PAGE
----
Governments could help by introducing a two tiered tax system. If you produce your harvest, you are taxed at a lower rate. If you do not produce your harvest you pay a substantially higher tax.
That would greatly upset the oil, mining, forestry, law, accounting, real estate and all similar non productive industries.
But I think it would be a good idea.
Cluebat from Exodar
not rated yet Mar 06, 2012
Good luck getting any national factory ship to pay your non-productive enterprise tax. This idea will only serve to collapse the american fishing industry. People will still get their canned tuna, but through imports from poorly regulated nations instead.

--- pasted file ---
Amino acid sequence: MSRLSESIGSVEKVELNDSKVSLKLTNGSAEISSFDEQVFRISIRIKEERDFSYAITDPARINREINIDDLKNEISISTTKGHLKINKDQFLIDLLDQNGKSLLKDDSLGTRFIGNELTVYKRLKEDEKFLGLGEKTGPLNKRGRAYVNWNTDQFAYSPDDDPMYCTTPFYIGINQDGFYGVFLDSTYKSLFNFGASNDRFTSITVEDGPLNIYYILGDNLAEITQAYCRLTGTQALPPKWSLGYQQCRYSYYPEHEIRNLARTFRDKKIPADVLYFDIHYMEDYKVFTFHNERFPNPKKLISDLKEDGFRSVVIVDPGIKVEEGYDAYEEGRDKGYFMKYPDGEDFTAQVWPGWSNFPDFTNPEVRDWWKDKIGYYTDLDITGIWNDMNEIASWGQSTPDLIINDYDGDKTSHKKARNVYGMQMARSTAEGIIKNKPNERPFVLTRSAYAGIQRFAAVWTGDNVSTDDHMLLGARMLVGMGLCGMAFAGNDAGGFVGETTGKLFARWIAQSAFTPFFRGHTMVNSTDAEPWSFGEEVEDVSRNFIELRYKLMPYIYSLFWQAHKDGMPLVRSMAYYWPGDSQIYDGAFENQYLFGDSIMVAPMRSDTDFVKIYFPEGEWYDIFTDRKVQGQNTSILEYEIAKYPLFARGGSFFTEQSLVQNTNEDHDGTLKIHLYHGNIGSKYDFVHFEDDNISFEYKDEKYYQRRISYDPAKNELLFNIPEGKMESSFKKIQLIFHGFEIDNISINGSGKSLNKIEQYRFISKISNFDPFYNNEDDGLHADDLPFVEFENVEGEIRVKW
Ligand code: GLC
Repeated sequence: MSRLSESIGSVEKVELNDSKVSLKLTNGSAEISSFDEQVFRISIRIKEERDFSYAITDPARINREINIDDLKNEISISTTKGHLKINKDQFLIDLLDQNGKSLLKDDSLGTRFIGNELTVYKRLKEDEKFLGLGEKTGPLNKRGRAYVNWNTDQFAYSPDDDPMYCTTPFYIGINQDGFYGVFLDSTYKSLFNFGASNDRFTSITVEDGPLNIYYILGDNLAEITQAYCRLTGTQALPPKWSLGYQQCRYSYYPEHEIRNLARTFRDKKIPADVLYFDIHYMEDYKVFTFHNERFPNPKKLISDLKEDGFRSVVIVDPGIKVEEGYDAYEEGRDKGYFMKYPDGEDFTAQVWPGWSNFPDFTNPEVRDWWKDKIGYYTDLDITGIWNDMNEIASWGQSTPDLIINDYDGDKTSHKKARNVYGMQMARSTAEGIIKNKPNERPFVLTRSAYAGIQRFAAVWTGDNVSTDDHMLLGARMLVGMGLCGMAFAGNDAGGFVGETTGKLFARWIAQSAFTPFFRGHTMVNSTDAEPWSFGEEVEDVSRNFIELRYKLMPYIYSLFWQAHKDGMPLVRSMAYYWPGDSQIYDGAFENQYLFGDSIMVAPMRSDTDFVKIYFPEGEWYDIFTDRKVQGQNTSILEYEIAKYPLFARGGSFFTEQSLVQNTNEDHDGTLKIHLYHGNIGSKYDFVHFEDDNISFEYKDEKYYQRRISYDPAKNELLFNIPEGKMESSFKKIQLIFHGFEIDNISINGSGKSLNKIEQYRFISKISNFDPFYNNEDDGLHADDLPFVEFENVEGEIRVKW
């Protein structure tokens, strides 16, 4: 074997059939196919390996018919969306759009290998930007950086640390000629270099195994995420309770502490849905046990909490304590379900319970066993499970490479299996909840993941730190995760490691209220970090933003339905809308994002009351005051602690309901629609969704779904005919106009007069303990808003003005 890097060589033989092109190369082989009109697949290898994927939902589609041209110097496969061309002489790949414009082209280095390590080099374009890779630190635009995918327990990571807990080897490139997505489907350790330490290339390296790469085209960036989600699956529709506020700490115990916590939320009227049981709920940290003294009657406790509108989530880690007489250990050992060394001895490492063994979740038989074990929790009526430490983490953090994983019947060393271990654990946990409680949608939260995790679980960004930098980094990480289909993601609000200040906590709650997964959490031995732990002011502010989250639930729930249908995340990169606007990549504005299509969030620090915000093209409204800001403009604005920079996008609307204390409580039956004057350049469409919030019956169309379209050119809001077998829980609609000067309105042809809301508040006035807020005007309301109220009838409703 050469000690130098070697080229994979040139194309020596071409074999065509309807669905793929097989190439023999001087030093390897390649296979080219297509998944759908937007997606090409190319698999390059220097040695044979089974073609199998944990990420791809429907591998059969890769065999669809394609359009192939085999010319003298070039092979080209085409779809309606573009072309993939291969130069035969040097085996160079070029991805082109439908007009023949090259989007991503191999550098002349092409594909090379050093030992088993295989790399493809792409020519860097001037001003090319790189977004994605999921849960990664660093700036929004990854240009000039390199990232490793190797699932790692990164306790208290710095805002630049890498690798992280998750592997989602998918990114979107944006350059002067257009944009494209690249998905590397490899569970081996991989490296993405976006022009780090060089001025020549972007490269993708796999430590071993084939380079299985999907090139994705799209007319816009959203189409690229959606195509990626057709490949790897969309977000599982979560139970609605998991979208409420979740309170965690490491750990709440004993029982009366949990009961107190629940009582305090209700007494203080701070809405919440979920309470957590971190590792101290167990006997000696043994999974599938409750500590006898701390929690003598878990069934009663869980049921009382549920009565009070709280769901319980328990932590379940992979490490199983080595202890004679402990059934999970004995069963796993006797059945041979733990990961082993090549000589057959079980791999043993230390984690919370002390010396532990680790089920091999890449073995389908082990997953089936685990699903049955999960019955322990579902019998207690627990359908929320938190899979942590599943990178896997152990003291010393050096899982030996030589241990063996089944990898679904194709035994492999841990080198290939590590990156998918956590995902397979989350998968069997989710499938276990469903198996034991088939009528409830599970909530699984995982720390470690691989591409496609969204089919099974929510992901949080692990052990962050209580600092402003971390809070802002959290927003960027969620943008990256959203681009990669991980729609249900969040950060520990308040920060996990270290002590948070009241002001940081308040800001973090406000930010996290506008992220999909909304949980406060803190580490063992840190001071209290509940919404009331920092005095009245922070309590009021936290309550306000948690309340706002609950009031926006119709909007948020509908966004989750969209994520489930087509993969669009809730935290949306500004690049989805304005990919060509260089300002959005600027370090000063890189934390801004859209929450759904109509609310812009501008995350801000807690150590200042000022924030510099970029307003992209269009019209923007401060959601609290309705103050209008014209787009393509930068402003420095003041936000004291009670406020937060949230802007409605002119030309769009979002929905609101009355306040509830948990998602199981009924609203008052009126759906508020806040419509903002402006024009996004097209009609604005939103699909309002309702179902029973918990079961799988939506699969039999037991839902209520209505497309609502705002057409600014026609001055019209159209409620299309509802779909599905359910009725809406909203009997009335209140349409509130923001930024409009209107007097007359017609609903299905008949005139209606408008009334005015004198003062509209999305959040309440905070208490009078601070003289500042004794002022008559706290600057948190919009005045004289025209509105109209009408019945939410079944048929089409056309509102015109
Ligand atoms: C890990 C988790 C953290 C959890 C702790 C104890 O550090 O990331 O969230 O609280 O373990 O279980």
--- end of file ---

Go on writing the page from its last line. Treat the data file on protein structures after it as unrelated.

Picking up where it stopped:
TheGhostofOtto1923
1 / 5 (3) Mar 06, 2012
An original and theoretically practical approach.
??Perhaps one might consider the difficulty in getting fish to cooperate in swimming through a tube in the open ocean? Nets are dragged to catch fish because they try to avoid getting caught. Yes?
RitchieGuy
1 / 5 (1) Mar 06, 2012
Cluebat says:
Good luck getting any national factory ship to pay your non-productive enterprise tax. This idea will only serve to collapse the american fishing industry. People will still get their canned tuna, but through imports from poorly regulated nations instead.


The point being that sawfish have become an endangered species because their saws get caught in the usual fishnets clearly necessitates an alternative method of fishing before extinction of the sawfish by mishandling. Environmentalists could view such a tunnel with approval.